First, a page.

Recent breakthroughs in human pluripotent stem cell-derived cerebral organoids provide a valuable platform for investigating the human brain after different drugs treatments and for understanding the complex genetic background to human pathology. The authors of this study identified tranylcypromine, which is used to treat refractory depression, caused human-induced pluripotent stem cell-derived brain organoids neurotoxicity, leading to decreased proliferation activity and apoptosis induction. Moreover, tranylcypromine treatment affected neurons and astrocytes, which impaired cell density and arrangement.
Finally, staining of histone demethylation-related genes revealed that tranylcypromine suppresses the transcriptional activity of BHC110/LSD1-targeted genes and increased the expression of histone di-methylated K4. These results show that human brain organoids can be applied as an in vitro model for CNS drug screening to evaluate structural, cellular, and molecular changes in the normal brains or brains of patients with neuropsychiatric disorders after drug treatments.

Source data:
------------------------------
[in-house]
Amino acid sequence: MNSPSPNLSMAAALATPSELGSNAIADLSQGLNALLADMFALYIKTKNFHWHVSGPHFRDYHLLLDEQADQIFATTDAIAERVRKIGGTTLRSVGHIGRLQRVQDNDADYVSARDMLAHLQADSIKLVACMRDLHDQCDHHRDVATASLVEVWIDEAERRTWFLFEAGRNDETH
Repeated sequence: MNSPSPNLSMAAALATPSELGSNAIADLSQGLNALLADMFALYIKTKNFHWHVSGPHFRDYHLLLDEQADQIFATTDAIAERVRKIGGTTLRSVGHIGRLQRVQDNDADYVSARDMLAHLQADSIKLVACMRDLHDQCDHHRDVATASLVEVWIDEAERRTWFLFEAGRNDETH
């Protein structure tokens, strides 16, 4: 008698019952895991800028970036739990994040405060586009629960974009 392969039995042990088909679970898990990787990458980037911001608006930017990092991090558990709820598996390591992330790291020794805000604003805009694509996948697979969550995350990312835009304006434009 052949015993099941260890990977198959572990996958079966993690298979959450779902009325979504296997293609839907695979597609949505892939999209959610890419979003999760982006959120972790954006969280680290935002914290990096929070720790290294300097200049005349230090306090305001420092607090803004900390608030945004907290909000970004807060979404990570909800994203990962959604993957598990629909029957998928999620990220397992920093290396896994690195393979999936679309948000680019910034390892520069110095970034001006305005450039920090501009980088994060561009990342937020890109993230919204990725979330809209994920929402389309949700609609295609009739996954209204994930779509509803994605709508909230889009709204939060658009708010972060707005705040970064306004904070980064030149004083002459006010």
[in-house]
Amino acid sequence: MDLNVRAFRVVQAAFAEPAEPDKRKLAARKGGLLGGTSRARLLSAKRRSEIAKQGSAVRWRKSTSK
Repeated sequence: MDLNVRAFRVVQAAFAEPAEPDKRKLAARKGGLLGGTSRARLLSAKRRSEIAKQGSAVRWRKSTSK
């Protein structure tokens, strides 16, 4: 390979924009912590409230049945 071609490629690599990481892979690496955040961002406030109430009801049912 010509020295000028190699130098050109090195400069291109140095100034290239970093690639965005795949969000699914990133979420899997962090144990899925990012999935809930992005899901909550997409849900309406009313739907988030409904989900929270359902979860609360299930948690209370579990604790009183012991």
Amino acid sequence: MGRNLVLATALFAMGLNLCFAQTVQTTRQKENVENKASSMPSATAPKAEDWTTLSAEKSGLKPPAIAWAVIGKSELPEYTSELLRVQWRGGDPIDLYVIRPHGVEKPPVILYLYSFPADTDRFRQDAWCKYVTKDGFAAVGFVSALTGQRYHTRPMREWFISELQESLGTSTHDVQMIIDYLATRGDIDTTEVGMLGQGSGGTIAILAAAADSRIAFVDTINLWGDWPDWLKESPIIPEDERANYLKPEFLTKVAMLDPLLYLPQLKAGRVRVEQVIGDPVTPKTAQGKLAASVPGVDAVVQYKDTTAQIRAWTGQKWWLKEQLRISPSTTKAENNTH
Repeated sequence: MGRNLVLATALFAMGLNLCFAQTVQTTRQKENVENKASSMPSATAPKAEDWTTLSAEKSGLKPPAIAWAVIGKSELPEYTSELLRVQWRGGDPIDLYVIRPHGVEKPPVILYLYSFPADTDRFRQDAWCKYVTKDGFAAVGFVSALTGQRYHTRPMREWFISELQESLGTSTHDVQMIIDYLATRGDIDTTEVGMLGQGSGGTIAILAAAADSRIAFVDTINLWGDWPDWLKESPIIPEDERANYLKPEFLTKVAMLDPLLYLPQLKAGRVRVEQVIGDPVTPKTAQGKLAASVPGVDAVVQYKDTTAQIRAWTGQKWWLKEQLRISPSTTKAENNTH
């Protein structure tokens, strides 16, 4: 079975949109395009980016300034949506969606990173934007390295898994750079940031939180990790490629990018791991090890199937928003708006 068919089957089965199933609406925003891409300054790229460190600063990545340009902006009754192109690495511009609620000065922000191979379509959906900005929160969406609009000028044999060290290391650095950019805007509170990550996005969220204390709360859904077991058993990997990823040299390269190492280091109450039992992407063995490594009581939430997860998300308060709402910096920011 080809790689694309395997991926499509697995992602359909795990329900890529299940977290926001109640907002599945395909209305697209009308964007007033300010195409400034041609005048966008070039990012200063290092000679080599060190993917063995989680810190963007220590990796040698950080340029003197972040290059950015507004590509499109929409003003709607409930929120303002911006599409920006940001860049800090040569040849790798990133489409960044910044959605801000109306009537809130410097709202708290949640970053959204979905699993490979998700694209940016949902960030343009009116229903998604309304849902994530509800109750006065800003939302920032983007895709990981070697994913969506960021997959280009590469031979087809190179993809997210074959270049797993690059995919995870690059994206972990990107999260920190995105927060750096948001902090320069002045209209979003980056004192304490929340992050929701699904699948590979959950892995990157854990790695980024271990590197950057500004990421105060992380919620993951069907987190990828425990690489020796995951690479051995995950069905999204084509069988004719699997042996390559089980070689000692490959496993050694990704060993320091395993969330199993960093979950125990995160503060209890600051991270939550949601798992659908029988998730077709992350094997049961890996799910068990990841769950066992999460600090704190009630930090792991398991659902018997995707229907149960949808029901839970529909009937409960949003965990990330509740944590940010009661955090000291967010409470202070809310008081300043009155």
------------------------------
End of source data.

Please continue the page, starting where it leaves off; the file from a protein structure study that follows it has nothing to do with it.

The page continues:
Tranylcypromine causes neurotoxicity and represses BHC110/LSD1 in human-induced pluripotent stem cell-derived cerebral organoids model
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